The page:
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Lahti v. Berryhill

United States District Court, D. Idaho

September 27, 2018

NATALIE LAHTI, on behalf of CHAD LAHTI, deceased, Petitioner,
NANCY A. BERRYHILL, Acting Commissioner of Social Security, Respondent.


          Honorable Ronald E. Bush Chief U.S. Magistrate Judge

         Pending is Petitioner Natalie Lahti's Petition for Review (Dkt. 1), appealing the Social Security Administration's final decision finding her deceased husband Chad Lahti not disabled and denying his claim for disability insurance benefits.[1] See Pet. for Review (Dkt. 1). This action is brought pursuant to 42 U.S.C. § 405(g). Having carefully considered the record and otherwise being fully advised, the Court enters the following Memorandum Decision and Order.


         On May 2, 2013, Petitioner Natalie Lahti's husband, claimant Chad Ronald Lahti, [2]protectively applied for Title II disability and disability insurance benefits. (AR 21.) Claimant alleged disability beginning July 7, 2009.[3] (Id.) His claims were denied initially on August 13, 2013 and then again on reconsideration on December 16, 2013. (AR 21.) On February 13, 2014, Claimant timely filed a Request for Hearing before an Administrative Law Judge (“ALJ”). (Id.) Claimant appeared and testified at a hearing held on July 22, 2015 before ALJ Christopher R. Inama in Boise, Idaho. (Id.) Impartial vocational expert Anne F. Aastum also appeared and testified at the hearing. (Id.)

         On October 6, 2015, the ALJ issued a Decision denying Claimant's claim, finding that he was not disabled within the meaning of the Social Security Act. (AR 36.) Claimant timely requested review from the Appeals Council on or about November 18, 2015. (AR 17.) While Claimant's review was pending, he died of a pulmonary embolism on September 23, 2016. (AR 1818.) On January 12, 2017, the Appeals Council denied Claimant's Request for Review, making the ALJ decision the final decision of the Commissioner of Social Security. (AR 1.)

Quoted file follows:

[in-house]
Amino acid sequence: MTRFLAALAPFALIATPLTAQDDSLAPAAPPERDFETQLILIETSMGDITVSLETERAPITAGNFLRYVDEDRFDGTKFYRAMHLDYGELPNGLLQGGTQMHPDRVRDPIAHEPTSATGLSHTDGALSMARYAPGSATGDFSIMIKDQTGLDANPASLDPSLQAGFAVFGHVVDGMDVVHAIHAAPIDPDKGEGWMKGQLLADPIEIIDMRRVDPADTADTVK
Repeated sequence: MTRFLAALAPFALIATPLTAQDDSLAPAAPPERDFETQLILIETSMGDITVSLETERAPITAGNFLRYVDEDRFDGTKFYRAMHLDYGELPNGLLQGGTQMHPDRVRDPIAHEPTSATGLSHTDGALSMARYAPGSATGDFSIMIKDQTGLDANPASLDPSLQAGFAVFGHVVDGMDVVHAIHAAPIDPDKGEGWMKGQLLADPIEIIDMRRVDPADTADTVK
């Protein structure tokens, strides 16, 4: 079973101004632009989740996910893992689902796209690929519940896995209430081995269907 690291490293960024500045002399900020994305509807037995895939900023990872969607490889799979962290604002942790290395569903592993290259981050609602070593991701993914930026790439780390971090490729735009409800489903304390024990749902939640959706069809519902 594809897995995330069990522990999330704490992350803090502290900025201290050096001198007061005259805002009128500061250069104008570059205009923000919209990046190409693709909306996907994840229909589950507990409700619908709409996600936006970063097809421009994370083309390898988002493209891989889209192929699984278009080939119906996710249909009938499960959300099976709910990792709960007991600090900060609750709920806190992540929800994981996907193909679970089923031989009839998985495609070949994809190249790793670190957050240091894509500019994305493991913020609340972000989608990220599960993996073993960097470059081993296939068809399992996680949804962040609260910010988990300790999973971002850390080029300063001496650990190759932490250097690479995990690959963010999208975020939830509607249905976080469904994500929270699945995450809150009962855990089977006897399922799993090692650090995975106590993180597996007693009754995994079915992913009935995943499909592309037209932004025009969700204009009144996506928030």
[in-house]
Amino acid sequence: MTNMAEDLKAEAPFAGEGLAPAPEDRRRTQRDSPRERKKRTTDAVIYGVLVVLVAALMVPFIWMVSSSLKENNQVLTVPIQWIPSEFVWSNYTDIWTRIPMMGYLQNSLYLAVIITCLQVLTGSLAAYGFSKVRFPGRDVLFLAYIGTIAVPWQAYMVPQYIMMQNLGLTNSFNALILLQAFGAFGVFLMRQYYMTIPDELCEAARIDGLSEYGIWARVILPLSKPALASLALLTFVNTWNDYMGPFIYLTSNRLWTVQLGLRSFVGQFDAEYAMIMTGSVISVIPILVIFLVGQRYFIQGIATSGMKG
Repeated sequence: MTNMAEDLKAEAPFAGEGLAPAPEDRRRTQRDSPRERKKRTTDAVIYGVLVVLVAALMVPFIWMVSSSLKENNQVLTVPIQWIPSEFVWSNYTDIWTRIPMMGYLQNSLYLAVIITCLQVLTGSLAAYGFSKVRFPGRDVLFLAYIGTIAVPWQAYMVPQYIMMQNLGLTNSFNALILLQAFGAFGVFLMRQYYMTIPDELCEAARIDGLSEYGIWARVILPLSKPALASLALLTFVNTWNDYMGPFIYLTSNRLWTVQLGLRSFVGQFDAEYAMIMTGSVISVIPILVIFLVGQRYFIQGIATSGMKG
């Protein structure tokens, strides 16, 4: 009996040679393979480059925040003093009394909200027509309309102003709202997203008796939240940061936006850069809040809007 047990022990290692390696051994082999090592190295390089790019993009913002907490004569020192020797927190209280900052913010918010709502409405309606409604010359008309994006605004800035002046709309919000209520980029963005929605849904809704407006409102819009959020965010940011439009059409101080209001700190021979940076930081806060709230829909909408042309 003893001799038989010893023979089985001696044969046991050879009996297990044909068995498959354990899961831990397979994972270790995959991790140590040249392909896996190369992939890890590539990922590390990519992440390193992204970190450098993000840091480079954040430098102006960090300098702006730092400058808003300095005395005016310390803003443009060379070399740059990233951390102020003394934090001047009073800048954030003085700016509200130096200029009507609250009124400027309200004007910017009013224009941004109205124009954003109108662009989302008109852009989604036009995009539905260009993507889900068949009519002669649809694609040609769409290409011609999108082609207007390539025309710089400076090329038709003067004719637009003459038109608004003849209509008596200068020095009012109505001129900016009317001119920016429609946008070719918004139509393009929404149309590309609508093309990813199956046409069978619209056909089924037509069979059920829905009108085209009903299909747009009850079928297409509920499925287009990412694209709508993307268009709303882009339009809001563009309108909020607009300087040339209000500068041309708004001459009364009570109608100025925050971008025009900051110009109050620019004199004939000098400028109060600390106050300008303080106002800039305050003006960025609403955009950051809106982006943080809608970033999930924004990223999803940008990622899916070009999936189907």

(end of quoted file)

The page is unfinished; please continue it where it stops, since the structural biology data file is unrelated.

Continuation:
Claimant's administrative remedies having been exhausted, Claimant's surviving wife timely filed the instant action on his behalf, arguing that “[t]he decision denying Petitioner's claim is not in accordance with the purpose and intent of the Social Security Act, nor is it in accordance with the law, nor is it in accordance with the evidence, but contrary thereto and to the facts and against the evidence, in that Petitioner is disabled from performing substantial gainful activity.” Pet. for Review 2 (Dkt. 1). Petitioner contends the ALJ erred by failing to consider the impact of all of Claimant's physical and mental impairments in assigning a residual functional capacity, by not providing clear and convincing evidence to support his decision that Claimant was not credible, and by improperly rejecting the opinions of treating provider Dr. Scott Hoopes and lay witness (and Petitioner here) Natalie Lahti. See generally Pet'r's Mem. ISO Pet. for Review (Dkt. 13). Petitioner asks for reversal and a holding that Claimant was disabled for a certain closed period, or, alternatively, for remand for further administrative proceedings. Id. at 20.